What to Know
- Some 150,000 people are expected to participate in the NYC Pride March but many are saying the march has become too commercialized
- Organizers of the Queer Liberation March say they expect 10,000 or more at their more protest-like event
- Supporters note that the main Pride parade still has a notable protest element
One of the biggest celebrations of LGBT pride in New York City history will culminate Sunday with not one, but two processions through Manhattan, after dissidents who believe the annual parade has become too commercialized decided to split off with their own march.
Both parades cap a month of events marking the 50th anniversary of the Stonewall uprising, when patrons of a Greenwich Village gay bar fought back against a police raid and sparked a new era of gay activism and visibility.
Some 150,000 people are expected to participate in the NYC Pride March, with hundreds of thousands more lining the streets to watch as New York hosts WorldPride for the first time.
Organizers of the insurgent Queer Liberation March say they expect 10,000 or more at their event, which they say will have a protest vibe.
The main Pride march, the dissidents say, has strayed too far from its roots as a ragtag liberation demonstration celebrating an act of resistance. They complain that today's march is dominated by corporate floats and is too heavily policed by the same department that raided the Stonewall in 1969.
Police Commissioner James O'Neill apologized this month for the Stonewall raid, but organizers of the alternative march deemed the apology too little, too late.
The upstart queer march is scheduled to start at 9:30 a.m. at the Stonewall Inn and end with a rally in Central Park.
The larger NYC Pride March will step off at noon with corporate sponsors including T-Mobile, MasterCard and Delta Air Lines. It will also pass by the Stonewall Inn before concluding in the Chelsea neighborhood. A related closing ceremony in Times Square will feature a performance by Melissa Etheridge.
There are 677 contingents marching in the larger parade, each of which had to register months in advance. Police barricades will keep marchers separate from the throngs of cheering spectators, as they do at other large New York City gatherings like the St. Patrick's Day Parade.
Those barricades are one of the things that have upset participants in the Liberation March, who say anyone will be welcome to join their procession.
"In the original marches, the whole point was that anybody could join in," said one of the organizers, Ann Northrop. "You could walk off the sidewalks and into the street and everybody was welcome, and that no longer applies."
Reclaim Pride supporters also claim that the presence of so many corporate floats in premier spots forces grassroots contingents to the back of the line.
Charles King, the CEO of Housing Works, an AIDS advocacy organization that's handling the finances for the Reclaim Pride Coalition, said marchers from his group were placed so far back last year it was completely dark by the time they finished parading.
"The question is, what is this about?" King said. "Is this about our liberation? Or is this just one more commercial activity, like the Macy's (Thanksgiving) parade?"
And, backers of the Liberation March say, the NYC Pride March can simply be too festive, letting celebration drown out anger over continued bigotry toward LGTBQ people.
"I love Pride. I first marched in Pride in 1979. But I think that right now there is more than a celebration that needs to be had for the Pride parade," said Tom Viola, executive director of the theater world charity Broadway Cares Equity Fights AIDS, which has donated $25,000 to the Queer Liberation March. "We need to acknowledge not only our victories; we need to mourn our losses, and we need to take a strong stand against those who would diminish or demean us."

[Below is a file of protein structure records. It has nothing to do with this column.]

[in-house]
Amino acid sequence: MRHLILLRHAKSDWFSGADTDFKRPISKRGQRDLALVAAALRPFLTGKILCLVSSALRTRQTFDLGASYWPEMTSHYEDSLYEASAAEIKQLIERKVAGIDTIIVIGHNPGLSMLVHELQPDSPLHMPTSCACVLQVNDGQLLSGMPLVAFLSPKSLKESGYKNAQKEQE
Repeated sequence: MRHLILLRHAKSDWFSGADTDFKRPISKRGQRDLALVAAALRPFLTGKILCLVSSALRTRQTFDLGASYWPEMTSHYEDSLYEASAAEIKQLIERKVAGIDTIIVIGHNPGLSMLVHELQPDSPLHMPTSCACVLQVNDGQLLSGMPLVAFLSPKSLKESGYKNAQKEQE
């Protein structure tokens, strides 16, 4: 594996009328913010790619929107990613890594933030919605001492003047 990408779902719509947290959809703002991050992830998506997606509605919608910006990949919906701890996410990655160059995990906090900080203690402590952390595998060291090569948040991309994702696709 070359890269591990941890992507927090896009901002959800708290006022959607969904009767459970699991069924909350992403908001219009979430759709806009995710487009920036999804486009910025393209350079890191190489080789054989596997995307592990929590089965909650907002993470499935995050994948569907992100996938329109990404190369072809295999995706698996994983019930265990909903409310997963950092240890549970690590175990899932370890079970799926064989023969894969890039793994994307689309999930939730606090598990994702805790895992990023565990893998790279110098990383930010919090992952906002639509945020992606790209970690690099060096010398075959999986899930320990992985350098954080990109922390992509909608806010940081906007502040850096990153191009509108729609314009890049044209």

But the main march has grown much too large to be staged without security precautions or corporate support, said Cathy Renna, a spokeswoman for NYC Pride.
NYC Pride's annual budget for the march and some two dozen other Pride month events is about $12 million, including mandatory payments to the police department.
"The reality is that those sponsors and partners help the march happen and help make it free for tens of thousands of people," Renna said.
"I'm not nostalgic for the bad old days, to be totally honest," she said. "The reason we're having these discussions is because so many people have come out. Because there's been so much progress. Are we begrudging that?"
Supporters note that the main Pride parade still has a notable protest element. Past marches have seen colorfully costumed dancers sharing the route with groups protesting violence against transgender people or a lack of AIDS funding.
"This is a debate that has existed for as long as Pride has existed," said James Fallarino, a member of the executive board of Heritage of Pride, which stages the main march. "Our community has had to deal with a lot in the last 50 years, and we have always found a way to unleash our anger while at the same time celebrating who we are and our diversity and our unapologetic pride."
Activists also staged an alternative New York City march in 1994, accusing official parade organizers of downplaying the AIDS crisis, among other issues.
The staggered start times should allow people to participate in both marches, which is what Rabbi Sharon Kleinbaum plans to do.
"I believe there are many different ways to express the feelings that we have at this particular moment in history 50 years after Stonewall," said Kleinbaum, the pastor of Congregation Beit Simchat Torah, which serves the LGBT Jewish community, and a grand marshal of the Pride parade in 2007.
Kleinbaum said her congregation will have a presence at each march Sunday.
"I think there's room for both," she said, "and we need to not create circular firing squads."